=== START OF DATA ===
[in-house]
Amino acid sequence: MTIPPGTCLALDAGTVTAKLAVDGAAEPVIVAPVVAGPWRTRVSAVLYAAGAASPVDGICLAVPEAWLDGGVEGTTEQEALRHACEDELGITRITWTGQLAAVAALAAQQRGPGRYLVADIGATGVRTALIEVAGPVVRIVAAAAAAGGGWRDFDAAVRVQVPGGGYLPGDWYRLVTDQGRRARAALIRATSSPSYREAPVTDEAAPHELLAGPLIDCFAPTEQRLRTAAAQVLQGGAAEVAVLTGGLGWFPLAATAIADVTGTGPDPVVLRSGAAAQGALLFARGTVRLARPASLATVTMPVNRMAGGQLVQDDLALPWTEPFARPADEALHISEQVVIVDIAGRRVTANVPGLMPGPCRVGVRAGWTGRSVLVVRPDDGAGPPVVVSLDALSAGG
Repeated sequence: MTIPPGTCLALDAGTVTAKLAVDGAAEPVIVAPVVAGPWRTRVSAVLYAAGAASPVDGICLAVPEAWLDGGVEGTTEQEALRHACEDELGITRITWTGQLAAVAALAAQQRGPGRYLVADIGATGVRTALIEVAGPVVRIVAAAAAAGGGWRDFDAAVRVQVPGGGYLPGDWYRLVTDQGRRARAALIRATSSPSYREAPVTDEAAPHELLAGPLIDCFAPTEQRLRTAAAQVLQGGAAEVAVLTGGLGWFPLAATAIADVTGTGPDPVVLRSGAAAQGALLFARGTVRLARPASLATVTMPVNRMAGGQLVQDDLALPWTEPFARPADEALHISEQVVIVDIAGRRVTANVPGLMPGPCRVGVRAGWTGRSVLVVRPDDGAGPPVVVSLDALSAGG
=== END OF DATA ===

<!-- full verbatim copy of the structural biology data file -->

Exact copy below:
[in-house]
Amino acid sequence: MTIPPGTCLALDAGTVTAKLAVDGAAEPVIVAPVVAGPWRTRVSAVLYAAGAASPVDGICLAVPEAWLDGGVEGTTEQEALRHACEDELGITRITWTGQLAAVAALAAQQRGPGRYLVADIGATGVRTALIEVAGPVVRIVAAAAAAGGGWRDFDAAVRVQVPGGGYLPGDWYRLVTDQGRRARAALIRATSSPSYREAPVTDEAAPHELLAGPLIDCFAPTEQRLRTAAAQVLQGGAAEVAVLTGGLGWFPLAATAIADVTGTGPDPVVLRSGAAAQGALLFARGTVRLARPASLATVTMPVNRMAGGQLVQDDLALPWTEPFARPADEALHISEQVVIVDIAGRRVTANVPGLMPGPCRVGVRAGWTGRSVLVVRPDDGAGPPVVVSLDALSAGG
Repeated sequence: MTIPPGTCLALDAGTVTAKLAVDGAAEPVIVAPVVAGPWRTRVSAVLYAAGAASPVDGICLAVPEAWLDGGVEGTTEQEALRHACEDELGITRITWTGQLAAVAALAAQQRGPGRYLVADIGATGVRTALIEVAGPVVRIVAAAAAAGGGWRDFDAAVRVQVPGGGYLPGDWYRLVTDQGRRARAALIRATSSPSYREAPVTDEAAPHELLAGPLIDCFAPTEQRLRTAAAQVLQGGAAEVAVLTGGLGWFPLAATAIADVTGTGPDPVVLRSGAAAQGALLFARGTVRLARPASLATVTMPVNRMAGGQLVQDDLALPWTEPFARPADEALHISEQVVIVDIAGRRVTANVPGLMPGPCRVGVRAGWTGRSVLVVRPDDGAGPPVVVSLDALSAGG